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Some animators underline the breakdown or passing position because it's so important to the action. I have the habit of doing this because it's a position which is crucial to helping us invent. We're going to make tremendous use of this middle position later. . .

If we want to make our pendulum ease in and out of the extreme positions, we'll need a couple more inbetweens:

So our chart will look like this.

Now our chart will look like this.

Now our chart will look like this.

What we're doing is easing in or easing out of the extreme positions. 'Slowing in' or 'slowing out' is the classical terminology for it, but I prefer today's computer animators' term of 'easing in' and 'easing out'.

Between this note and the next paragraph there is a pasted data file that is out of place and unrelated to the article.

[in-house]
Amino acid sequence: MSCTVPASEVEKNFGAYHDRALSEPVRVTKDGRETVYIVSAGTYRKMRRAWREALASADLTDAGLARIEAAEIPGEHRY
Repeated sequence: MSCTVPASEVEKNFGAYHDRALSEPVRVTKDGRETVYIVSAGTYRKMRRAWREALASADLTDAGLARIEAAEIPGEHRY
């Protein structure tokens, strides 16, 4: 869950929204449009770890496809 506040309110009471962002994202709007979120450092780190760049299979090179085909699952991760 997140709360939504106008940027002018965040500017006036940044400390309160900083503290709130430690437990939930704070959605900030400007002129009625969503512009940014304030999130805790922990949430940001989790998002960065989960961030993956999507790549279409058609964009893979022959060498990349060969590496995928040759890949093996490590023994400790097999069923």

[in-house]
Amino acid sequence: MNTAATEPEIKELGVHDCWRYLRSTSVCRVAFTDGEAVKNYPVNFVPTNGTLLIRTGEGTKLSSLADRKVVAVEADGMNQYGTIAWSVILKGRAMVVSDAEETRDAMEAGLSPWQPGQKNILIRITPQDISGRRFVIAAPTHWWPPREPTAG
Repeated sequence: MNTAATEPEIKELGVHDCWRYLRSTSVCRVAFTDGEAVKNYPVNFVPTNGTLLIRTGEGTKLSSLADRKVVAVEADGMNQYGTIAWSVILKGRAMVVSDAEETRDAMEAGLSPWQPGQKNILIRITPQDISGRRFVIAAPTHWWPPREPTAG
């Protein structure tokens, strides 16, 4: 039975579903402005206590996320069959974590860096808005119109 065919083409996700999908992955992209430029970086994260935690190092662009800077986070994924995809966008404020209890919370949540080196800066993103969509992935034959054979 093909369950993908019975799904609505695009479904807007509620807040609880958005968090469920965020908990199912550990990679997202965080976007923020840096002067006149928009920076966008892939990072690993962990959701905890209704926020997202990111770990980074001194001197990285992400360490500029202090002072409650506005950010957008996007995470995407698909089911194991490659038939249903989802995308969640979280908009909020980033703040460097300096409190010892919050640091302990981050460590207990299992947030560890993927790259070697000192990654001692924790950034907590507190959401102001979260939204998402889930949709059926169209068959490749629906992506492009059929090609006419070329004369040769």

To make the action even slower at the ends, let's add a couple more inbetweens.

Ken Harris always called it 'cushioning' - which is a nice way to think of it.

Master animator Eric Larson - who became the instructor of the younger Disney animators says that what animation has to have is a change of shape.

So, let's change from a closed hand to a pointing finger.

If we 'ease out' of number 1 in order to point - number 5 - the chart will be:

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